Danieli Analysis

Perhaps it’s a sign of the times, but recently I have had no luck in uncovering attractive investments. As such I don’t have any suitable choice for my usual Weekend Stock articles. Now I’m not going to post about any old stock just to meet my goal of one a week, my weekend stocks have to be ones I really believe in.

So this week I’ve decided instead to do an article on one stock which looked particularly attractive to me initially and I thought looked like a no brainer, but after further investigation was less attractive. It is a useful example of how digging into accounts can give a completely different view on a company.


Danieli (DANI) is an Italian company that designs and builds construction equipment for the metals industry. I wont go into details on the business itself, it is very large and complex, but the basic model is simple to understand. A steel maker for example wants to build a plant, it contracts Danieli to build a plant and gives Danieli the money to do it (bit by bit). It is a low margin business but Danieli is the world leader.

Danieli currently trades at a forward P/E ratio of 7.9. Attractive you might think, well it gets better. It has net cash on its balance sheet of €1.3bn and a market cap of €1.2bn.

It also has very low fixed costs, revenue in the last few years has fell by as much as 23% in a single year, but Danieli has still made a profit in every year. So it appears we have a company, that is selling for slightly less than net cash, and that has a profitable business thrown in for free, that hasn’t lost money even in very difficult markets. Now you understand why I got excited!?

The management

Aha you say, of course it’s because of management that it’s not a good investment! Well actually no, the reason I’m going to say a bit about management is that I was actually rather impressed. The annual reports are simple and clear and contain a lot of detailed information on the subsidiaries and the industry. They are also honest about difficulties facing the company and industry as a whole.

Truth beneath the headlines

Unfortunately, the underlying accounts reveal a rather different position to these headline figures. Due to how the company operates, it often receives large up front payments before work even begins on a project. This increases the cash on its balance sheet, with a corresponding liability in ‘trade payables’. Once you factor this in, its net cash falls to €860m.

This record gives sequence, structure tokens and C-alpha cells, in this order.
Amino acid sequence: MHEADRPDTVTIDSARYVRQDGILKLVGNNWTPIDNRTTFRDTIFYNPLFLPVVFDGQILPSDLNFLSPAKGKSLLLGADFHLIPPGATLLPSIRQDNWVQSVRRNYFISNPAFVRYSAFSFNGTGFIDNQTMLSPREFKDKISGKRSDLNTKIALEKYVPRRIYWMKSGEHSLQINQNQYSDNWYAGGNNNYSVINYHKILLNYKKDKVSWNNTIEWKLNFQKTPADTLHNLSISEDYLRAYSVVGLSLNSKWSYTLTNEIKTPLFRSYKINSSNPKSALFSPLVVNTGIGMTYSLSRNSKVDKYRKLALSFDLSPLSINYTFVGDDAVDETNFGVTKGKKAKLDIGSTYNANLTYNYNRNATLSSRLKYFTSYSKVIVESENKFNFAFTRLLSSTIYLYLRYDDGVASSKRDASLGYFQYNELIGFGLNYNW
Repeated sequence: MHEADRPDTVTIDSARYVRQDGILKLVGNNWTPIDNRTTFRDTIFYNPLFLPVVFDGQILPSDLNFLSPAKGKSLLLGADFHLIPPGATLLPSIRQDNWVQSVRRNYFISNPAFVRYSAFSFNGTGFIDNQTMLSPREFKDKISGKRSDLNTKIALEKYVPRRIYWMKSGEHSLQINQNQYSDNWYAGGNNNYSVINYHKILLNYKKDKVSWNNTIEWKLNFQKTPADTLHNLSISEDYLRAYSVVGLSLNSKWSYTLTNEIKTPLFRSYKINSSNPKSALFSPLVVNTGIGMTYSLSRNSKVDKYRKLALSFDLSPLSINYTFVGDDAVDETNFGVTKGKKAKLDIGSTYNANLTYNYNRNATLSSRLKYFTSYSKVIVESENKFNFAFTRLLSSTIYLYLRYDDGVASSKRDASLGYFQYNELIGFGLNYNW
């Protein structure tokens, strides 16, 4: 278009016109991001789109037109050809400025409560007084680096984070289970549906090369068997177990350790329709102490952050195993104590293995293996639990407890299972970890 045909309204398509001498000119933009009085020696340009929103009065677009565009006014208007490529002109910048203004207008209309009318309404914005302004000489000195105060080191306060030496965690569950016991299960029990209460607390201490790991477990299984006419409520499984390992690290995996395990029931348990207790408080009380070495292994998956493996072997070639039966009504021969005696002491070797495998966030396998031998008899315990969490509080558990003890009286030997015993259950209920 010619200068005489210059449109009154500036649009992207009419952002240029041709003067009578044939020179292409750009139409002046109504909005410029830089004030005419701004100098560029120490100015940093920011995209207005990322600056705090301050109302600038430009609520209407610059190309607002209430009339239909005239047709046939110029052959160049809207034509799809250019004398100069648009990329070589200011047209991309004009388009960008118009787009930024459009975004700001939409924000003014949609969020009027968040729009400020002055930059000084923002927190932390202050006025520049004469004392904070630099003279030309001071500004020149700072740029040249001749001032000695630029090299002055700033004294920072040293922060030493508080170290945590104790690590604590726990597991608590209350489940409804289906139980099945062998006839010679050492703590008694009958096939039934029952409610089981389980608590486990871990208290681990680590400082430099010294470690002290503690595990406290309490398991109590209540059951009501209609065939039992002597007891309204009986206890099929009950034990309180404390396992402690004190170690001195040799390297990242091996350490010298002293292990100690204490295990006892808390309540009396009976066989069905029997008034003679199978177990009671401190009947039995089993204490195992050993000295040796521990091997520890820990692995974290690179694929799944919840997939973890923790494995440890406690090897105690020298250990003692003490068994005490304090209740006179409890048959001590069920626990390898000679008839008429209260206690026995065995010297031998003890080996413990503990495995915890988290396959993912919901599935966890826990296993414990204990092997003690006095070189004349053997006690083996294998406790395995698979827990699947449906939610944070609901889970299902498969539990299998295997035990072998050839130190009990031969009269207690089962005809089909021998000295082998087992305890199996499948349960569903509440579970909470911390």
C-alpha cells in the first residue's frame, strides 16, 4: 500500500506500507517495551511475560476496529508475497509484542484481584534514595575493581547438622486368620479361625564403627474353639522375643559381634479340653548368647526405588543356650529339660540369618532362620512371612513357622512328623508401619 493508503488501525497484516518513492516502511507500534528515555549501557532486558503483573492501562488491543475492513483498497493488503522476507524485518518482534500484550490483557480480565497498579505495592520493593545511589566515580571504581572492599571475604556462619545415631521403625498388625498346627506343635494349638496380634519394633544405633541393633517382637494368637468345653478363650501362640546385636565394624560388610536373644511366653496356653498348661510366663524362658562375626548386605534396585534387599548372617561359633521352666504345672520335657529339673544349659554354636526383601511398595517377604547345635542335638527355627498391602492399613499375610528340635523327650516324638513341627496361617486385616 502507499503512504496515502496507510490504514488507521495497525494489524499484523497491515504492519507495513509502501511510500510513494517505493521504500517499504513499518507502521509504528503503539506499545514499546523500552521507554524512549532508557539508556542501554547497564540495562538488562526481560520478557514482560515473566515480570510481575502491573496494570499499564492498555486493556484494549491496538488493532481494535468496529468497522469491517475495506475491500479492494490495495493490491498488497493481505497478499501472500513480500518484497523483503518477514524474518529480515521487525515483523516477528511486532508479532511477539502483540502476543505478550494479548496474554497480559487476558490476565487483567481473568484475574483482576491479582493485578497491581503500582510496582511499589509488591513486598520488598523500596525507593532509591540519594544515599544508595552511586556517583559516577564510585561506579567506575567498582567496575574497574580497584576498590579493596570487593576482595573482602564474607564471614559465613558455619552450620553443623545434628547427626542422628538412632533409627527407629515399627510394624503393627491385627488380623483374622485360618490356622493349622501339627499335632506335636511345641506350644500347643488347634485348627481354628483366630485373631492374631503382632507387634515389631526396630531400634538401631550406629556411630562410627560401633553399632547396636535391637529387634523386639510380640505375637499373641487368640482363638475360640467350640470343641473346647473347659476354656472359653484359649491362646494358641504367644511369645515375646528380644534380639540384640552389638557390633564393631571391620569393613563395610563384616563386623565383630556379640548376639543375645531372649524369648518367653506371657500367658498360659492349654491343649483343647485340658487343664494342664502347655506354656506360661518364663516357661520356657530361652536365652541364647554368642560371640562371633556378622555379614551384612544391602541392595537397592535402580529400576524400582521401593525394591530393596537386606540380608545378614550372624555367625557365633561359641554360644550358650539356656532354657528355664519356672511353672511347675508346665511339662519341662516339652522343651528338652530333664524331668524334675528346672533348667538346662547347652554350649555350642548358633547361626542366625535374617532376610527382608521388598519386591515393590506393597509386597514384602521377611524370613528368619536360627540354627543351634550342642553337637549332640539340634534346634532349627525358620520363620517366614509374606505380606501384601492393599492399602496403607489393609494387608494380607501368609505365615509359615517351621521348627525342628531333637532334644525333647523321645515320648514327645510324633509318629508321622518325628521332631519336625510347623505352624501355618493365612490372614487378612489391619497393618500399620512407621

In managements honest opinions they also state how they expect the market to continue as it has been from 2009, rather than return to the days of 2002-2009. If you look at the net cash position since 2009, it has barely changed. Clearly these profits in the Income Statement aren’t coming through to the balance sheet. With net profits at €170-200m a year and only a small dividend of €20m we should be seeing big increases in this net cash position.

After going through their cash flow statements, there are no acquisitions and only minimal share buybacks which would explain this. This business simply isn’t generating the cash and therefore the reported profits are pretty irrelevant to an owner.


Simple metrics like P/E and net cash are great for helping you find good investments, but you should never solely rely on them. If you want to be a successful investor and protect your capital then you need to do more due diligence and read annual reports.

To uncover what I have in this article took no superhuman effort from me, all I did was read the last few years of annual reports. Yes it took time but I have avoided making an investment that isn’t particularly attractive. I would have ‘paid’ €1.2bn for €860m in cash with uncertainty over whether that would grow by much in the future. That’s not even considering whether management would even let shareholders realize its value.

As I showed with my Sino Grandness article, even when reading what appears to be detailed analysis, you should always do more research and due diligence because things are often not as they appear.

Disclosure: DANI no position

Founder of Investing Sidekick. Works as a research analyst and is an avid value investor, always searching for undervalued shares.

1 thought on “Danieli Analysis”

  1. Hey IS!
    Great post as always!

    What you do not explain is as to why the Operating Profits are not realized: Namely because of increasing Inventories and Receivables. Now this may be poor WC managment but I suspect it rather has to do with A)New Projects in Steelmaking – recorded in inventoroes as to Work in progress accounting.
    B) the buildup of their specialty steel operations – a division whose highly cyclical and currently deeply depressed (net profit breakeven in H1 12/13) due to overcapacity in the industry.

    Maybe this will be the key as to whether this is a good investment: If they could generate a 10% return on segment assets of €800m this would bring net profit up to 230m (150 + 80) = EPS of €3,12 (73,5m shares out (savings + ordinaries))

    PS: The savings shares appear to be a bargain at a P/E of 5x. Adjusting for Cash I would not do: Management has repeatedly stated that they need to post a high cash balance in order to win new contracts.

    The greatest risk I see is that they may face large liabilities in case a contract sees delays/cost overruns etc. (thats why they need the cash).

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